Gas Buyers Poised to Commit on South Korea Atomic ShiftJacob Adelman and James Paton
South Korea’s plan to almost halve its use of atomic power will prompt the world’s second-largest buyer of liquefied natural gas to sign new supply deals for the fuel, according to Woodside Petroleum Ltd.
The shift away from nuclear in Korea will give buyers such as Korea Gas Corp. confidence to commit to gas to comply with government policies, said Peter Coleman, the chief executive officer of Woodside, Australia’s second-largest oil and gas producer. The company plans to decide in mid-2015 whether to proceed with its Browse project that would liquefy gas on a ship offshore Australia for delivery by vessel.
“There’s such a long lead time on this stuff that the earlier you can get clear policy direction, the earlier that the buyers -- whether it be Kogas or others -- are able to act,” Coleman said in an interview yesterday at an industry conference in Daegu, South Korea. “If buyers are not willing to make those commitments, then projects won’t get built. People don’t build LNG projects on spec.”
At the weekend, South Korea, which imports all its energy, proposed scaling back nuclear power to 22 percent to 29 percent of its energy mix by 2035 from a previous target of 41 percent. That follows public concern about safety after the Fukushima nuclear disaster in Japan and a scandal in the industry at home.
On Oct. 11, the government said it would indict 100 officials on corruption and bribery charges after a probe into the nuclear industry found widespread use of faked safety documents for components.
The pullback from nuclear will be decided this year pending public feedback and Cabinet approval. Atomic energy accounted for 26 percent of power generation capacity as of the end of 2012, according to the energy ministry.
“The new long-term energy policy is heavily focused on expanding the use of LNG,” Jang Gil Soo, a special adviser for Korea Electric Power Corp., the country’s monopoly electricity distributor, said at the conference. “It doesn’t have any restrictions, like coal, which creates environmental problems.”
Taiwan is another Asian country rethinking nuclear. The island is building its fourth atomic plant, but the fate of the project may go to a public vote after leaks were found in used fuel pools of another station. President Ma Ying-jeou has said atomic energy will be abandoned as soon as economically and environmentally viable alternatives are found.
Play the trend
“This is part of a trend we’re seeing in Japan, Taiwan and now South Korea,” Neil Beveridge, a Hong Kong-based analyst at Sanford C. Bernstein & Co., said yesterday by phone. “We are seeing certainly a slowdown in plans for nuclear expansion, and LNG remains the beneficiary of this trend.”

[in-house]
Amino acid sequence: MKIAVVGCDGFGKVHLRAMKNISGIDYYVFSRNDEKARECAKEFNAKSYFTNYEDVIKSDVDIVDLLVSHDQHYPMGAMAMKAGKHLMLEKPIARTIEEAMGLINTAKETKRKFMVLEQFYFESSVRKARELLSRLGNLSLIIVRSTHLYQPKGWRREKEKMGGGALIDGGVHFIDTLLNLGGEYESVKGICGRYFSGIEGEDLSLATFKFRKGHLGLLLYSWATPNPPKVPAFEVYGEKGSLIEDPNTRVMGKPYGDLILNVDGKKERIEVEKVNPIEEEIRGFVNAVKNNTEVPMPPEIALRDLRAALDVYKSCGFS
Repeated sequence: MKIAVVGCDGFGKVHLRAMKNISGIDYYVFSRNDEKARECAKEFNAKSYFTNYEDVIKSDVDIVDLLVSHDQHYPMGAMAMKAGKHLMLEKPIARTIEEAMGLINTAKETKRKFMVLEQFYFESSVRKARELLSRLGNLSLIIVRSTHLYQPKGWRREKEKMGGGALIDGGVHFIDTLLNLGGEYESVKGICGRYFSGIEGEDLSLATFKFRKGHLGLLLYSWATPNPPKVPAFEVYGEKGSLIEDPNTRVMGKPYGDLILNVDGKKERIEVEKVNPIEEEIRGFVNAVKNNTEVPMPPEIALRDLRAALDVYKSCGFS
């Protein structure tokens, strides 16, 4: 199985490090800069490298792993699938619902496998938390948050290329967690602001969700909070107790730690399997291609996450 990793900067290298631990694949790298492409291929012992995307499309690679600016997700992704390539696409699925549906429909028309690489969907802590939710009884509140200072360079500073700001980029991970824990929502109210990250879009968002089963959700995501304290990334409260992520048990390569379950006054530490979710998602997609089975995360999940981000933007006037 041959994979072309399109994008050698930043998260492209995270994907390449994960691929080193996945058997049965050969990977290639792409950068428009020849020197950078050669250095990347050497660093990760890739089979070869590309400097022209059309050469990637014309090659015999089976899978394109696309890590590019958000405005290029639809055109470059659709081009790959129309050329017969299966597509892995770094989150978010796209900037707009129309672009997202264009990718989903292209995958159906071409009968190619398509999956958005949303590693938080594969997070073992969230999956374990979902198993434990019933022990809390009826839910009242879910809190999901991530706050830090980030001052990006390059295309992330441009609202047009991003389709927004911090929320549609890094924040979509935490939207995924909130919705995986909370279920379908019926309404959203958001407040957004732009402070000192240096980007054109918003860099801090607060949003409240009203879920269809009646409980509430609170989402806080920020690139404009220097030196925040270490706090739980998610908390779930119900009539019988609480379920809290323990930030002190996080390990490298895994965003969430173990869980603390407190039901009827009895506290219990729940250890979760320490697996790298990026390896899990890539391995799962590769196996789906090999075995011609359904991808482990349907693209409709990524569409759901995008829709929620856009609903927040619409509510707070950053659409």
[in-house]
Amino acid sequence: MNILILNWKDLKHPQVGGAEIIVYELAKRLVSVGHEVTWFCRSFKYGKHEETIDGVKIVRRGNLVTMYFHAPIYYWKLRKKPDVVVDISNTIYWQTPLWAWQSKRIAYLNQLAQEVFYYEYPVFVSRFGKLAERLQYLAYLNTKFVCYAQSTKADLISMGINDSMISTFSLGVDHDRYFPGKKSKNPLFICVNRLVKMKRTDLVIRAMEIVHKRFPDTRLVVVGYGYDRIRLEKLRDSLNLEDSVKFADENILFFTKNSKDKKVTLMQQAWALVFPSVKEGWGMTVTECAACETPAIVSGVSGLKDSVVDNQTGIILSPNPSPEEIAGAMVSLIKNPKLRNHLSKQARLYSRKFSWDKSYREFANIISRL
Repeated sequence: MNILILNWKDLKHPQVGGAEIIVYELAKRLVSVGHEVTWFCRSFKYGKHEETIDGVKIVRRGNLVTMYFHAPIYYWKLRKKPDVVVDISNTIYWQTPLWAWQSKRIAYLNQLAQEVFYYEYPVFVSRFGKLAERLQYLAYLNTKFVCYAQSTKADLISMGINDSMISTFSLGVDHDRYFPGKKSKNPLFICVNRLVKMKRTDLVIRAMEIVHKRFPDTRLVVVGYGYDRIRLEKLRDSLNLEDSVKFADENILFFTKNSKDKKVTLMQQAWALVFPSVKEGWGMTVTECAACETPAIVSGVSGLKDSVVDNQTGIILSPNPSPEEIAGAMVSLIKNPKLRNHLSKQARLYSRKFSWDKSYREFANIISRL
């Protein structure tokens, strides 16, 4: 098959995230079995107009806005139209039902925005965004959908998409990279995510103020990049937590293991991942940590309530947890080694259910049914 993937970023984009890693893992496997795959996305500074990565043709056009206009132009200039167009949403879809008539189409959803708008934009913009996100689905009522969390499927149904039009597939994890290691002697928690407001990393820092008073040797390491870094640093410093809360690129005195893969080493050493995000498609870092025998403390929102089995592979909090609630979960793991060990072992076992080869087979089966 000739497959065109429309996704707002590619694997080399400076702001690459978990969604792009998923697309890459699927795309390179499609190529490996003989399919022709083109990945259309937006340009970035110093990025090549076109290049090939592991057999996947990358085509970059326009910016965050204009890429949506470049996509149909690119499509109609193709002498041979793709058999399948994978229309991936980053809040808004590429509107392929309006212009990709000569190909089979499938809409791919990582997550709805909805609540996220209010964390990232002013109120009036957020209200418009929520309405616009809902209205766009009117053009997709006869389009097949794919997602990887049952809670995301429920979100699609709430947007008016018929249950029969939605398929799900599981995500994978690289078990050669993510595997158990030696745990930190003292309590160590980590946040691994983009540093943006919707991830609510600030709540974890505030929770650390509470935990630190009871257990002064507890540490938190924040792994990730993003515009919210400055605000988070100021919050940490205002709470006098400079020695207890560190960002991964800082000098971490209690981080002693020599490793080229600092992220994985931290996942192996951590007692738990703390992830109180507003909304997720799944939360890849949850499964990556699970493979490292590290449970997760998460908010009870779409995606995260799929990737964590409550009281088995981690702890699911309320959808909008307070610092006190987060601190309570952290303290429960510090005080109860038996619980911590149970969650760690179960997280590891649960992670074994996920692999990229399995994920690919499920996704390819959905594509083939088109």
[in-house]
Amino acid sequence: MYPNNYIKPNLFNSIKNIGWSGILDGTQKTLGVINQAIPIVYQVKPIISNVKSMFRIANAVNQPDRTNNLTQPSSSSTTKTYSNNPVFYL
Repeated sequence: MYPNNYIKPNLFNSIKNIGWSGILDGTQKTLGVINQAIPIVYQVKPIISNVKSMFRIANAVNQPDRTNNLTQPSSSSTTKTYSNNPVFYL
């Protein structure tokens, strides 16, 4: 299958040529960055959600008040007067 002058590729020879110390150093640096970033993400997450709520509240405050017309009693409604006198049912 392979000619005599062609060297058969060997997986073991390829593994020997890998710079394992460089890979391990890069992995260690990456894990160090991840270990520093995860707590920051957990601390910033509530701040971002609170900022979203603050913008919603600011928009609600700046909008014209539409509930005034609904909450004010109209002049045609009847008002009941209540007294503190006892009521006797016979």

Woodside will probably seek to sell LNG from its Browse project to South Korea, Beveridge said. With PetroChina Co., Mitsubishi Corp. and Mitsui & Co. partners in Browse, China and Japan will likely be “anchor” customers, he said.
Liquefying gas from the Browse field on giant vessels offshore will cost an estimated $46 billion over the life of the project, compared with about $70 billion for an onshore plant, Citigroup Inc. said last month.
“We are developing a technology base that is broad enough to be able to develop LNG in a number of different ways, not just the traditional onshore plant way,” Coleman said.
Samsung Heavy Industries Co. will probably build the three floating LNG plants for the Browse project, according to a Sept. 23 report from Goldman Sachs Group Inc. Samsung Heavy is now building its first floating LNG plant to tap Shell’s Prelude gas field in Australia.
Korea Gas owns a stake in Prelude and is a partner in Santos Ltd.’s $18.5 billion LNG project on Australia’s east coast that’s scheduled to start exports in 2015.
Driven by Asia, the outlook for LNG demand remains strong, with customers needing contracts for another 70 million tons a year by 2020 and 180 million tons by 2025, Goldman Sachs said in its Sept. 23 report.
The shift to gas from nuclear still leaves a place for atomic power, said Toshiba Corp. Vice Chairman Norio Sasaki in an interview in Tokyo.
“Nuclear power has a role as a cleaner energy,” he said. “Gas prices cannot be kept at low levels based on the latent demand in emerging economies.”
The company is building four nuclear plants in China and another four in the U.S. and targets 31 more orders by March 2018, said Sasaki, 64, who was CEO of Toshiba Power Systems Co. in 2006 when it bought Westinghouse Electric Co.
Still, with Japan moving to a lower nuclear percentage in overall energy demand and South Korea following, that’s a supply gap for gas, Royal Dutch Shell Plc Chief Executive Officer Peter Voser said at a press conference in South Korea.
“In the shorter term it’s probably gas that will fill that,” Voser said. “In the longer term it’s probably a combination of renewables and gas.”